If I want to ski bumps or groomed runs, I can ski on virtually any other area of the mountain and find all I want.
If I want to ski relatively untouched snow, my options are limited to few areas and Sun Down Bowl contains the lion’s share.
For these reasons I also oppose a high speed replacement of Chair 5.
Initially I was going to send my opinion alone to the Forest Service. Then I decided to take a survey of sorts. I offered people three options: 1) no change to Chair 5, no additional chair;-2) high speed replacement for Chair 5, no additional chair; 3) high speed replacement for chair 5, plus an additional high speed chair. Survey says: 50/77-64.9 percent option 1;-21/77-27.3 percent option 2; 6/77-7.8 percent option 3.
Please allow Sun Down Bowl to remain as it is.
Recently you quoted my remark urging the town of Avon to carefully examine all considerations before moving ahead with the dismantling of the bridge over the Eagle River just east of Beaver Creek Blvd.
I am pleased to say that they did examine it rigorously, and I feel a little sheepish in having to say that I now agree with the conclusion that it was (a) not of true historic interest, and (b) beyond repair.
The town manager, Larry Brooks, and the engineer, Norm Woods, were rightly confident in the judgment they had already arrived at prior to citizen questions.
Even so, they were generous and thorough in their response to our concerns. So were Mayor Buz Reynolds and Councilman Ron Wolfe. They even got the engineer, Hannes Spaeh, to come down and explain that rust is rust and broke is broke, if ever so much more eloquently.
The experience has left me with a new confidence in both the professionalism and responsiveness of Avon government. It has also taught me an important lesson.
The lesson is that while there may be rewards inherent in going to work every day in the diligent pursuit of a competent outcome, it is much more fun to race in at the last minute, arms waving, with little information, or better, misinformation, and create a great stir. Particularly when it leads to spending time with the fine men listed above.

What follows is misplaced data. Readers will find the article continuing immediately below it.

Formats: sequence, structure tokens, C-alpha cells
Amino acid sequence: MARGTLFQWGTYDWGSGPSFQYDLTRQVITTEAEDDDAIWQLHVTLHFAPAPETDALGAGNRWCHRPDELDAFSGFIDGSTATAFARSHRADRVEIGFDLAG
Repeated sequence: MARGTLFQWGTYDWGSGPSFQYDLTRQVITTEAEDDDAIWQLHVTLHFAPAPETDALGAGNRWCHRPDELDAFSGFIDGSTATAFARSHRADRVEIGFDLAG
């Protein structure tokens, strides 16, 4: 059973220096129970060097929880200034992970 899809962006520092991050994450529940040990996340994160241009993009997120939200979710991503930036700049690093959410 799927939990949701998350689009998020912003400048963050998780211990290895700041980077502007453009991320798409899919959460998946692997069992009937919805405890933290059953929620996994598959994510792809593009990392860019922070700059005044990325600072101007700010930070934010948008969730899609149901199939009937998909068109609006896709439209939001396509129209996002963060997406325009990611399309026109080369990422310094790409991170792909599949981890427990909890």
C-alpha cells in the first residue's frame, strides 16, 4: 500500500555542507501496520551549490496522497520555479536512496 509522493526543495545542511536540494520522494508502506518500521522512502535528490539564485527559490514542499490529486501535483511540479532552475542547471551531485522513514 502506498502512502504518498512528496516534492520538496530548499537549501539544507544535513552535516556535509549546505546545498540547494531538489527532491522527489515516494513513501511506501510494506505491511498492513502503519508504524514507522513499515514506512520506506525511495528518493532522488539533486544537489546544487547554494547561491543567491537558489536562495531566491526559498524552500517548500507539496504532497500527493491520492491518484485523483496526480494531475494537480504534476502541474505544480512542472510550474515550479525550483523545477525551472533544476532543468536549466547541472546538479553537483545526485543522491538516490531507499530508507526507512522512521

The positive result of the brouhaha is a new interest in the bridge site as a potential river park, and a determination to replace the bridge with a, well, bridge.
Have a look for yourself. There is deep water for swimming, good characteristics for kayakers, a sandy beach, and some parking. It’s on the bike path. It should give Avon its first good river attraction.
Keep it slow
I am writing in regards to the permit application for two new chairlifts in Sundown Bowl. In doing so, I am requesting that the Forest Service deny this application.
When Vail Mountain first came to be, the thing that made it so very different could easily be summed up in two words. Back Bowls. To this day, if you take away the Back Bowls, Vail Mountain is just another great ski hill. It’s what separates us from every other mountain in North America and why for many, Vail will always be No. 1.
With names like Yonder and Over Yonder and Seldom and Never used to identify the outer reaches of the original bowls, one who had never skied Vail Mountain could only look at a trail map and imagine the sort of remote and wild place that could inspire such designations.